Wine has been linked in multiple studies to a reduced risk of developing Type 2 diabetes and related health issues. Now, a group of researchers has found further evidence, suggesting that how frequently you drink may determine if you're getting optimal protective benefits against this disease.
"A number of studies [have] already found that diabetes risk was lower among those with a light to moderate intake as compared to nondrinkers and those with a heavy intake," Janne Tolstrup, who led the research team from the University of Southern Denmark's National Institute of Public Health, told Wine Spectator in an email. "We aimed at testing if drinking patterns, measured in frequency, played a role in this association."
The study, published in the diabetes research journal Diabetologia, used data from the Danish Health Examination Survey, a 2007 survey of the diet, smoking habits, alcohol intake and physical activity of Danish adults. From the data, researchers identified 70,551 diabetes-free participants (28,704 men and 41,847 women) and tracked their self-reported drinking habits and health over the course of five years.
By the end of the study in 2012, 859 of the men and 887 of the women had developed diabetes. Researchers determined that those who had the lowest risk for diabetes were those who drank at moderate—and for women, slightly higher—levels: 14 drinks per week for men and nine drinks per week for women. (American federal dietary guidelines classify moderate drinking as no more than two drinks a day for men and no more than one drink a day for women.)
But it wasn't just the amount per week that seemed to make a difference; those who spread their consumption out over three to four days per week showed a significantly lower diabetes risk, compared with men and women who drank the same amount over the course of more, or fewer, days.
Tolstrup warns against changing your alcohol consumption levels or frequency just because of this study, however. "Our results cannot be used for giving advice to patients or anyone else," she said. "We focus narrowly on a single disease—diabetes—and alcohol is associated with an increased risk of many, many diseases."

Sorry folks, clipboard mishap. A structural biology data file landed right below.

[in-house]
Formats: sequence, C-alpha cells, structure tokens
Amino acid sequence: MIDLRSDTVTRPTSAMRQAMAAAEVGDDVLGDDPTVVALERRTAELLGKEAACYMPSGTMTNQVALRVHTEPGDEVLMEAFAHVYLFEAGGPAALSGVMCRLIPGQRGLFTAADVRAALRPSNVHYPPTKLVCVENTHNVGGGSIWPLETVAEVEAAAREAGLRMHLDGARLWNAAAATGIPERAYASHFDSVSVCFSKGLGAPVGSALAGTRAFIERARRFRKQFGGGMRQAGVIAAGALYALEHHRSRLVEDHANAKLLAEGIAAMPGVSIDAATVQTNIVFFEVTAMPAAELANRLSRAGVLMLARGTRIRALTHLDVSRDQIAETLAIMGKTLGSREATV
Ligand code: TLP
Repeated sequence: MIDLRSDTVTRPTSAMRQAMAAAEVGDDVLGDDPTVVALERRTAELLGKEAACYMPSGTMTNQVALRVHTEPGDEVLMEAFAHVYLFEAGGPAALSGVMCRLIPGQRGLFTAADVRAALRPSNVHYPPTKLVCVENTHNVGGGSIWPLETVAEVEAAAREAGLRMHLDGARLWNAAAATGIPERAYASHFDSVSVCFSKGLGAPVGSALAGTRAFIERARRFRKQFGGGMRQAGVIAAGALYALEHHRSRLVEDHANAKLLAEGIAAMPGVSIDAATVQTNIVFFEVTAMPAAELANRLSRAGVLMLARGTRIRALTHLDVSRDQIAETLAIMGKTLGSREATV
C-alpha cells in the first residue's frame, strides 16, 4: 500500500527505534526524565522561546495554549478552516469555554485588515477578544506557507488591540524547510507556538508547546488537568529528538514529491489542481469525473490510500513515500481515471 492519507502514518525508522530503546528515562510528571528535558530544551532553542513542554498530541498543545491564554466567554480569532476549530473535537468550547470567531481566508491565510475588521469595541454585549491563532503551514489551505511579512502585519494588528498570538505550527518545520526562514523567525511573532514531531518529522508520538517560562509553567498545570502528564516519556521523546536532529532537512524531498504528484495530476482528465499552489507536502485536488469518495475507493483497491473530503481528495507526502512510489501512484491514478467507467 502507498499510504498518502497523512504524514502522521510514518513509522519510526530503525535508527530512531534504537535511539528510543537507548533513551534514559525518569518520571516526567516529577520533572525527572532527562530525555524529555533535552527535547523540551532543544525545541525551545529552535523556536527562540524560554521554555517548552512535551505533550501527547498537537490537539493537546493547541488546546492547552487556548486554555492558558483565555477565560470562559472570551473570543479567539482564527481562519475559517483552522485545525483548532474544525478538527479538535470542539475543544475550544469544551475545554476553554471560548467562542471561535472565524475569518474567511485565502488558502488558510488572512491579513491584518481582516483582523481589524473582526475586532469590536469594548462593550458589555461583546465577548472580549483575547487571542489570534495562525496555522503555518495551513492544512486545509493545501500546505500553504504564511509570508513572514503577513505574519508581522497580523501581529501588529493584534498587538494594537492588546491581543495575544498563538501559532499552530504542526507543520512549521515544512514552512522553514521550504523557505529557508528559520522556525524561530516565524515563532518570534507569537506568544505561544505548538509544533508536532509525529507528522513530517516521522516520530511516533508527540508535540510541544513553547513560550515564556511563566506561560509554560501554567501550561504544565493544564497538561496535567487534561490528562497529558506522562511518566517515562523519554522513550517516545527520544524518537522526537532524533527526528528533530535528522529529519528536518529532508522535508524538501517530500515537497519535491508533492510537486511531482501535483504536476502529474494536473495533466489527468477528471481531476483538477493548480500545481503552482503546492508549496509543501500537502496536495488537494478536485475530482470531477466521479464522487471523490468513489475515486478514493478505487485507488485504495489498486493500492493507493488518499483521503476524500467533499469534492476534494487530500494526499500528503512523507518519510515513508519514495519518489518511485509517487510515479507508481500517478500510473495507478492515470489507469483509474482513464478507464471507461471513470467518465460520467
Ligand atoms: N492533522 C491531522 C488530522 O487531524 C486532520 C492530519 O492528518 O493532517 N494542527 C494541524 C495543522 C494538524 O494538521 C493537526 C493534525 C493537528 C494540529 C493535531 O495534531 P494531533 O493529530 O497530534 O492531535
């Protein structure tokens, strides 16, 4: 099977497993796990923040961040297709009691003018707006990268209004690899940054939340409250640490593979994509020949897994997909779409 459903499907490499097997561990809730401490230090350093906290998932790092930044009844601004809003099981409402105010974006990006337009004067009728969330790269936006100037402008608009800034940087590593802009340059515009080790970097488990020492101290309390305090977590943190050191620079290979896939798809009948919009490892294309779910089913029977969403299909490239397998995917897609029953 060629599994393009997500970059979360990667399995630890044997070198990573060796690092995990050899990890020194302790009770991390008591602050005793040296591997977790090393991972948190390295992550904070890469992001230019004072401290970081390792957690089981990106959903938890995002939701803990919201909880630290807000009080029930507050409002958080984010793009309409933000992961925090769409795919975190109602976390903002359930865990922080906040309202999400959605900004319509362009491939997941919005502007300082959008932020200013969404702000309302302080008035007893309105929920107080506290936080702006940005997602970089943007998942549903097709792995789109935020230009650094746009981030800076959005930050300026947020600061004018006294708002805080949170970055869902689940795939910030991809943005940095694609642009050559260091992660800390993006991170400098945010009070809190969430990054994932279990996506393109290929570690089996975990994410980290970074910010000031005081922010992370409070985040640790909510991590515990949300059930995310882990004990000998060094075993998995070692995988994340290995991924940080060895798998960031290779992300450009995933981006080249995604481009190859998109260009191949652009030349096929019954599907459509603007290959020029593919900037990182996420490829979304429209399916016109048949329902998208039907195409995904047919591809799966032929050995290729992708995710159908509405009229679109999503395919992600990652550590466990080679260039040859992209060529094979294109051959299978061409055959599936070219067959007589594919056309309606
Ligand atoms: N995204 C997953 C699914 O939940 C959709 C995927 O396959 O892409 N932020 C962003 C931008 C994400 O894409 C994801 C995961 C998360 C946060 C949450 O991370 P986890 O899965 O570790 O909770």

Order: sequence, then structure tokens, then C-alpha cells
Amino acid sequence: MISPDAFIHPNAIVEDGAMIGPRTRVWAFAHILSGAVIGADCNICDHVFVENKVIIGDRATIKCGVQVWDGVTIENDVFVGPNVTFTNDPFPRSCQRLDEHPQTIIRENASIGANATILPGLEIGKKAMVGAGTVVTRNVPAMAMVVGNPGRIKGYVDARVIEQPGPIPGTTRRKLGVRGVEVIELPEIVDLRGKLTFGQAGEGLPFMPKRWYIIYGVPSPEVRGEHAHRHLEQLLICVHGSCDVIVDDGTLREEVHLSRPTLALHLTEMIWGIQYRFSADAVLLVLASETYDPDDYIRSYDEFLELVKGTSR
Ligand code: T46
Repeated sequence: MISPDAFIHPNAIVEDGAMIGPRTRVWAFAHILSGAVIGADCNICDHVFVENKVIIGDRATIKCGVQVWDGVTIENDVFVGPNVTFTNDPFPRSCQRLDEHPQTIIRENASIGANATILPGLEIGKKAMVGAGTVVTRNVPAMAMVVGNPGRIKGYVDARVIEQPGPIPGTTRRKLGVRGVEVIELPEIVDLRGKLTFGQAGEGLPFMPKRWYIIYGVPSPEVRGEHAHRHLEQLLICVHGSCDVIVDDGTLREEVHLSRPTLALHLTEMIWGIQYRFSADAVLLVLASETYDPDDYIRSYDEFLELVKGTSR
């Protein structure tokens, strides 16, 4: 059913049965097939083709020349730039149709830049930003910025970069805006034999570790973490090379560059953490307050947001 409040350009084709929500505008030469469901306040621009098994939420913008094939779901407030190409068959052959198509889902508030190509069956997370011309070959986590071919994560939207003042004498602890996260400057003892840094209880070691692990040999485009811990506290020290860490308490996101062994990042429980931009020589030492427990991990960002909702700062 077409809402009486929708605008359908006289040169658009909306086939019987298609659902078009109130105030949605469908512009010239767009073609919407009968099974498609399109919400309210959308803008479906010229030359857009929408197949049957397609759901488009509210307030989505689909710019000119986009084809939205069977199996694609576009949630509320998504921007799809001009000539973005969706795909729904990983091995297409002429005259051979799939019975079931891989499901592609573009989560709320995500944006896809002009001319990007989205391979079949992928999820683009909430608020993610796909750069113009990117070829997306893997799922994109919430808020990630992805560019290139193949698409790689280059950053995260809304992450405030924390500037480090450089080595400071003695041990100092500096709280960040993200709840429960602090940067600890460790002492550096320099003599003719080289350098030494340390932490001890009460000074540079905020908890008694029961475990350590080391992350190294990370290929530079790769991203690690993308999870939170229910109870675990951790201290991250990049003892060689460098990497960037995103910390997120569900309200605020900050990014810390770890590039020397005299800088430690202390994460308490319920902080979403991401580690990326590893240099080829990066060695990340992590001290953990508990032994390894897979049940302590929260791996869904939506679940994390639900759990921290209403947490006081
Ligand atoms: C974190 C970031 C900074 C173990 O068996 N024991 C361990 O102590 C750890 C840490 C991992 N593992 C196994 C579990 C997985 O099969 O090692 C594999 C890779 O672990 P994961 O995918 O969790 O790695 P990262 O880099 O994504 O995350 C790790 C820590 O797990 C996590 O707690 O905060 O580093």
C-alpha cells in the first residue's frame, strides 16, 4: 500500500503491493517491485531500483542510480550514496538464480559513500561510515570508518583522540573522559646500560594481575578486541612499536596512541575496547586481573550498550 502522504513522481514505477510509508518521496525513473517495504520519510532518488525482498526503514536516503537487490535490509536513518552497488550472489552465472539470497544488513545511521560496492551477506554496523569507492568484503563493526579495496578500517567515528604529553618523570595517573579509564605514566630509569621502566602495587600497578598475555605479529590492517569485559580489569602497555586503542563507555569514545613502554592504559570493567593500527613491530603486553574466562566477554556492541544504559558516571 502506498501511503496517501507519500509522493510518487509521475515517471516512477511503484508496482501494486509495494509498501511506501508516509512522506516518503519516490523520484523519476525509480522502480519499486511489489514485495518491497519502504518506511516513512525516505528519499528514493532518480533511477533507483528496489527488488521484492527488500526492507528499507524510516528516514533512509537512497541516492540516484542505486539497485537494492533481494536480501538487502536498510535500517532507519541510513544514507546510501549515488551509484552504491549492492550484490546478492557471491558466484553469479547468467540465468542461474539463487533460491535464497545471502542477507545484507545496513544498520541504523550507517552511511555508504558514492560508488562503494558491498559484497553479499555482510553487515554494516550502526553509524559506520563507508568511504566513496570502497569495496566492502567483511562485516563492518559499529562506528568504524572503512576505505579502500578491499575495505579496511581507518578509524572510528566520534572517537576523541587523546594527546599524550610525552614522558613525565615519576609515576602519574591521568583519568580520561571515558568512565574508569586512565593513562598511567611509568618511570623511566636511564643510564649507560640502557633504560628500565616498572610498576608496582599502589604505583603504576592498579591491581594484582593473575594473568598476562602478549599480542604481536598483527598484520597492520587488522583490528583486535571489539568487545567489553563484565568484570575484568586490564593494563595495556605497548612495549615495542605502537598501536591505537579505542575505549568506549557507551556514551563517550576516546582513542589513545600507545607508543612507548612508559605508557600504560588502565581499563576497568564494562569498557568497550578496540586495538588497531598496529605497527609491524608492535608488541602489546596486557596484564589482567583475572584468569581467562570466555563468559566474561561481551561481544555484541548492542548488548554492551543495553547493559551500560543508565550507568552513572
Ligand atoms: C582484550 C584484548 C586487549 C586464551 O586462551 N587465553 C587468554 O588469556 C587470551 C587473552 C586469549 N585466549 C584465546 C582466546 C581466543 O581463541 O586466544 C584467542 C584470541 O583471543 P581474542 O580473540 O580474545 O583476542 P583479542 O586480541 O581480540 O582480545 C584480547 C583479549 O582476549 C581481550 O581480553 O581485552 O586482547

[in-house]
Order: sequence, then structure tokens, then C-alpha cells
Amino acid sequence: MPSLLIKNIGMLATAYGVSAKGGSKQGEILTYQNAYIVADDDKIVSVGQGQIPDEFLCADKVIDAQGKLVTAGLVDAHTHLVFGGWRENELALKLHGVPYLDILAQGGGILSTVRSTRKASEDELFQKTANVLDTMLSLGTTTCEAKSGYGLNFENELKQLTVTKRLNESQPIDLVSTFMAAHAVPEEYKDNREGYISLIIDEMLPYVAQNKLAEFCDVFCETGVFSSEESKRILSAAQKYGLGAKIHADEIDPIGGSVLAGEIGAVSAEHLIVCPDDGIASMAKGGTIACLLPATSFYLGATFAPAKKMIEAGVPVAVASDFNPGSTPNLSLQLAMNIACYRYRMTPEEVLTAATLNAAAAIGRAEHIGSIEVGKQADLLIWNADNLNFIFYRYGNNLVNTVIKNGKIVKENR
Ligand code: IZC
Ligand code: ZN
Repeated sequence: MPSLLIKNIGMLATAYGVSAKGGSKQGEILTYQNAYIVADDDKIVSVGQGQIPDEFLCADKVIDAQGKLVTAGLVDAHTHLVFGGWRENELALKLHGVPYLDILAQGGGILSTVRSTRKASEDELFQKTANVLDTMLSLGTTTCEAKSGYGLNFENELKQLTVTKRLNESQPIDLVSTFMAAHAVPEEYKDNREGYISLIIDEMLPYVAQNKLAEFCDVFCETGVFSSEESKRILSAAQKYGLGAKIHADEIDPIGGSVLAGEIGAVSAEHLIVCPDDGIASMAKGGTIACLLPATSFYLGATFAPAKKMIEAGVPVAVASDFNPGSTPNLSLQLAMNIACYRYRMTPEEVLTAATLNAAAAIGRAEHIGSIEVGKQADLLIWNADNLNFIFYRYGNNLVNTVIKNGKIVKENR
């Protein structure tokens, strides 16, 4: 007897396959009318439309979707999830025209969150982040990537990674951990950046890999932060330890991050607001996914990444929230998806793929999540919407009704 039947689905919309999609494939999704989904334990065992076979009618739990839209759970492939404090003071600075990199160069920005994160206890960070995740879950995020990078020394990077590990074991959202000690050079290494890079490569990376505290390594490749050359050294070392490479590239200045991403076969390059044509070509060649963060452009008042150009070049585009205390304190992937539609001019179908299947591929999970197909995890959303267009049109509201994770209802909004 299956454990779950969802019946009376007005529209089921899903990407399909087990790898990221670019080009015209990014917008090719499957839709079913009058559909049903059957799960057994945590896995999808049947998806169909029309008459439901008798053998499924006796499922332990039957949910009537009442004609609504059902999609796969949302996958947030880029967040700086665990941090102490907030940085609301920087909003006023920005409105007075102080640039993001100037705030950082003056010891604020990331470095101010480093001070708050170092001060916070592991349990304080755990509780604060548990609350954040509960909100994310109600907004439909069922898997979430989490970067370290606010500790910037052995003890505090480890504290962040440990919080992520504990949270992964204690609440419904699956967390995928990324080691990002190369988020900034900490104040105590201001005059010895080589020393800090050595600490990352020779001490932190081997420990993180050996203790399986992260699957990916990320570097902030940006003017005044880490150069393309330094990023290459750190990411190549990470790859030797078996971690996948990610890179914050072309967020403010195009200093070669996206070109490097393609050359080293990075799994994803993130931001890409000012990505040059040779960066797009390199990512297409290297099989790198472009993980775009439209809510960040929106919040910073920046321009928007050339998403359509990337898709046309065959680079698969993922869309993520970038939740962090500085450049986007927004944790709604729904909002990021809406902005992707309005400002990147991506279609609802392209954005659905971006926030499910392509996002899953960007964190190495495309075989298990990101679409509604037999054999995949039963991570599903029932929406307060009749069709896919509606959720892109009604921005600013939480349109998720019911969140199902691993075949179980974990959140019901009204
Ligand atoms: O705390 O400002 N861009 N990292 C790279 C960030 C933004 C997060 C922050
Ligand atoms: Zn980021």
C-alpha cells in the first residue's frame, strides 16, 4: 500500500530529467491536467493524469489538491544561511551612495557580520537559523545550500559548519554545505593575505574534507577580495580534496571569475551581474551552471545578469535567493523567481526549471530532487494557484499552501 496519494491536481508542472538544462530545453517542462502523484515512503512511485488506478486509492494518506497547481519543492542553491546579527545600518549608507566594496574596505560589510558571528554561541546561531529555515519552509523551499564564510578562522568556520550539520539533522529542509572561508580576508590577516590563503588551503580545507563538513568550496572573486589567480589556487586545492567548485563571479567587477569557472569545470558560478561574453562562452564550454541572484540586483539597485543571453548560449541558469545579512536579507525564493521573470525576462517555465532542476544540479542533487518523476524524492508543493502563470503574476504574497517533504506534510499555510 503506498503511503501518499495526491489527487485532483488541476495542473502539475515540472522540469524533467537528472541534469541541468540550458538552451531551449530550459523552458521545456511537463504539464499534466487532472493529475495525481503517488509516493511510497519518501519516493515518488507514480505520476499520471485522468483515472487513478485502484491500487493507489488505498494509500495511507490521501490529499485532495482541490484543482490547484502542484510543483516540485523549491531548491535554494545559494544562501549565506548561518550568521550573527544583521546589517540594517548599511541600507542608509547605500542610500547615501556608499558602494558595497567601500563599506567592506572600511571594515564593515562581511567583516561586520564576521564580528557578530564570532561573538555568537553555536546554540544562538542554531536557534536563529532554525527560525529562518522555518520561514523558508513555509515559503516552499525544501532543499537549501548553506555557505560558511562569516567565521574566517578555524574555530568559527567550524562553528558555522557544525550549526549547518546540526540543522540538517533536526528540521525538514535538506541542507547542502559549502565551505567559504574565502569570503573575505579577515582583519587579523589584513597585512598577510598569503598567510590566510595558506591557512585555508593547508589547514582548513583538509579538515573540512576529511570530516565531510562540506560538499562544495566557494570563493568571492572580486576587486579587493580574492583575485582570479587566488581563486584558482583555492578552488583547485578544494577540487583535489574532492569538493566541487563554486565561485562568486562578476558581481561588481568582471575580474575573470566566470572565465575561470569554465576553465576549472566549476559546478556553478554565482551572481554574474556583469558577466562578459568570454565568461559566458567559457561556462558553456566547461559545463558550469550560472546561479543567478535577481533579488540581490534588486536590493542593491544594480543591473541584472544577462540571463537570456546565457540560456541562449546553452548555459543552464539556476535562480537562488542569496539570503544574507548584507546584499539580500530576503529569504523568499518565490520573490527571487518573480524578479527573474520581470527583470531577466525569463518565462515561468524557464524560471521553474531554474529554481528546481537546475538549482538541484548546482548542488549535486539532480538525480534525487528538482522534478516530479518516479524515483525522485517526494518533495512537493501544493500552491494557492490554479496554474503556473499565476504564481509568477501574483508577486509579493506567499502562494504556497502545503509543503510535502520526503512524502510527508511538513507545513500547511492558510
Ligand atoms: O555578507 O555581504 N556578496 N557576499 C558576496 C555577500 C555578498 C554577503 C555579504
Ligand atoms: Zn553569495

In addition to how often individuals drank, the study also looked at which type of alcohol they drank. Moderate wine consumption in particular was associated with a considerably lower risk for both men and women, compared to abstention or infrequent consumption. In the study text, the researchers speculate that this is due to the blood sugar–balancing properties of polyphenols found in red wine. However, that's a subject for further study.
The results for beer and spirits were less conclusive. Beer appeared to lower the risk for men only, and frequent spirits consumption pointed to no association for diabetes risk in men, but a higher diabetes risk for women. This disparity between the results could be chalked up to limited data: 70 percent of all alcohol consumed by women in the study was wine, and very few participants, male or female, reported drinking a significant amount of spirits. The researchers caution that this means the beverage-specific correlations remain unclear.
A more glaring limitation to this study, however, is that it did not distinguish between Type 1 diabetes, which is unpreventable regardless of lifestyle choices, and Type 2 diabetes, which can often be avoided with healthy living. Though the researchers were confident that most of the individuals in the study who developed diabetes indeed had Type 2 (since Type 1 is usually diagnosed during childhood), it is still possible that some individuals had the latter, which may have skewed the results.
Despite that, the study offers positive findings for moderate wine drinkers. Though you obviously shouldn't count on your daily glass (or two) of vino to solve your health problems, having a few drinks spread out over the course of the week, and maintaining other healthy habits, might just help keep diabetes at bay.